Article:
Specific Provisions

The act creates two general duties for employers to keep the workplace free from hazards. First, employers must provide employees with a place of employment "free from recognized hazards that are causing or likely to cause death or serious physical harm ..." (OSH Act §5[a][1], 29 USC §654[a][1]). Secondly, and more directly related to controlling hazardous substances in the environment, employers must comply with the occupational safety and health standards promulgated under the act (OSH Act §5[a][2], 29 USC §654[a][2]). In addition, employees must comply with the act's standards as well as all other rules and regulations related to the act (OSH Act §5[b], 29 USC §654[b]).

Occupational Health and Safety Administration Standards

The Department of Labor's Occupational Health and Safety Administration (OSHA) is required to promulgate health and safety standards to protect workers at their places of employment (OSH Act §6, 29 USC §655). The original standards, sometimes referred to as source standards, have been in effect since April 28, 1971. These standards originated from private groups such as the National Fire Protection Association as well as from previously established federal safety standards. While some of the orig inal source standards were revoked because they were unrelated to health or safety,6 most of the standards are in effect today. All other OSHA standards are adopted in accordance with the procedures in section 6(b) of the act (OSH Act §6[b], 29 USC §655[b]).7

Source standards generally apply to air contaminants in the workplace for which the act creates threshold limits which cannot be exceeded. Approximately 380 substances are currently subject to these limits.8 The OSHA has adopted approximately twenty additional standards pursuant to section 6(b). These standards are largely based upon acute health effects, chronic health effects, and car-cinogenicity.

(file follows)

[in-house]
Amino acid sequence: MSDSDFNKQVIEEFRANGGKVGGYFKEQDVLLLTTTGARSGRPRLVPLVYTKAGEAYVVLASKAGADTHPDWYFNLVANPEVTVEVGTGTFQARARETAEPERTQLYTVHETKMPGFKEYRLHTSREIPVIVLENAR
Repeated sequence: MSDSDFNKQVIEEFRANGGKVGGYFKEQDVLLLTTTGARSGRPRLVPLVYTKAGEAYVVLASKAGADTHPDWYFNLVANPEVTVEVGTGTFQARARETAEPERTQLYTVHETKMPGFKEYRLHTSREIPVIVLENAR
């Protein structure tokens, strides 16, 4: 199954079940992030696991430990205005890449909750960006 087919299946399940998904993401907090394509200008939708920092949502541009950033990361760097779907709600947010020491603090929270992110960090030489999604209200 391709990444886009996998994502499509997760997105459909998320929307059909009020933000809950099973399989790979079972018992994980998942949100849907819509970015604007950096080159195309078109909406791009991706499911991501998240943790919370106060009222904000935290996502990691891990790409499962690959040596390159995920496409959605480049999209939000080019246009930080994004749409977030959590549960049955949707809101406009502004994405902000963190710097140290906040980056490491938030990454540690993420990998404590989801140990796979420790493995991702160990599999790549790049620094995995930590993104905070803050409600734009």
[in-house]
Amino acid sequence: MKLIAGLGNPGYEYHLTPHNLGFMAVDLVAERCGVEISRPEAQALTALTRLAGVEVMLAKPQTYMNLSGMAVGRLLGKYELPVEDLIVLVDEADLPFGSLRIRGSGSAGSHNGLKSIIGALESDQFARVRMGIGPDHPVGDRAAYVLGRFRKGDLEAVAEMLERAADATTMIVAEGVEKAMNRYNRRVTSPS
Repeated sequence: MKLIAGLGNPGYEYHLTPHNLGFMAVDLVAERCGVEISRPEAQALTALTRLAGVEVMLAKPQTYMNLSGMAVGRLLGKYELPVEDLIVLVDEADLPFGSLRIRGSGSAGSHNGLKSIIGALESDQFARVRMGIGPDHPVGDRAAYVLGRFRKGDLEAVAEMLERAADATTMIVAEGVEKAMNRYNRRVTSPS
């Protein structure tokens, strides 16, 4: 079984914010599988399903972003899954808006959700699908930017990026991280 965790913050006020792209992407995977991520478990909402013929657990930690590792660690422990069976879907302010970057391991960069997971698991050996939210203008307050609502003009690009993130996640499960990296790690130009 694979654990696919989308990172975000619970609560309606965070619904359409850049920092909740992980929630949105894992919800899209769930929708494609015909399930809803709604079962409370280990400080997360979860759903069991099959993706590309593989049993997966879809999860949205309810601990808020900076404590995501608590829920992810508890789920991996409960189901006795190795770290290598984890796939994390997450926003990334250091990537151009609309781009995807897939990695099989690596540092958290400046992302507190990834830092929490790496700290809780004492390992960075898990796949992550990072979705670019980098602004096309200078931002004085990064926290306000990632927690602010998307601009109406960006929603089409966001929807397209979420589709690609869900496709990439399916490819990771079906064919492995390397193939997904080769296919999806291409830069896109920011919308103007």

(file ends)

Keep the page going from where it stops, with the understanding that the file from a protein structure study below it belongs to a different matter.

The scope of OSHA's standards is divided into two principal areas, General Industry Standards (29 CFR pt. 1910) and Construction Industry Standards (29 CFR pt. 1926). Nevertheless, certain industries may be exempt from a standard when another federal agency "exercise[s] statutory authority to prescribe or enforce standards or regulations affecting occupational safety or health (OSH Act §4[b][1], 29 USC §653[b][1]).

The act also provides a temporary variance and a permanent variance which facilities can obtain to avoid the OSHA standards. A temporary variance can be granted for up to two years from the effective date of a standard provided that either the means for meeting the standard are not currently available or the controls cannot be installed by the standard's effective date (OSH Act §6[b][6], 29 USC §655[b][6]).9 A permanent variance can be granted when the employer can demonstrate the workplace is "as safe and healthful as those which would prevail if he complied with the standard (OSH Act §6[d], 29 USC §655[d]).10

Hazard Communication Standard

In November of 1983, the OSHA published a hazard communication standard (HCS) which requires employers to inform employees of the hazards associated with the chemicals they are exposed to in the workplace (29 CFR §1910.1200). The HCS also requires employers to inform employees of how to protect themselves from health risks associated from such exposure (29 CFR §1910.1200). Finally, the HCS creates labeling standards for containers of hazardous substances in the workplace (29 CFR §1910.1200[f][1]). In effect, the HCS created an information dissemination system in which employers obtain information from manufacturers, importers, and distributers of chemicals and, in turn, employers inform and train employees regarding potential hazards.

The HCS requires chemical manufacturers and im

6. See Federal Register 43, (1978):49726.

7. See also Code of Federal Regulations. Title 29, part 1911.

8. See Code of Federal Regulations, Title 29, sec. 1910.1000.

9. See also Code of Federal Regulations. Title 29, sec. 1905.

10. See also ibid.

porters to prepare a material safety data sheet (MSDS) for every hazardous chemical produced or imported (29 CFR §1910.1200[g]). Limited exceptions exist for trade secrets.11 The initial MSDS and all subsequent revisions must be provided to all current and future distributers and manufacturing purchasers. Some of the minimum MSDS requirements include identifying the name and hazardous characteristics of the chemical, the health hazards of the chemical, the permissible exposure limit, precautions for safe handling and use, and emergency and first aid mea-sures.12 Employers must maintain copies of all MSDSs and assure that employees have access to them during working hours.

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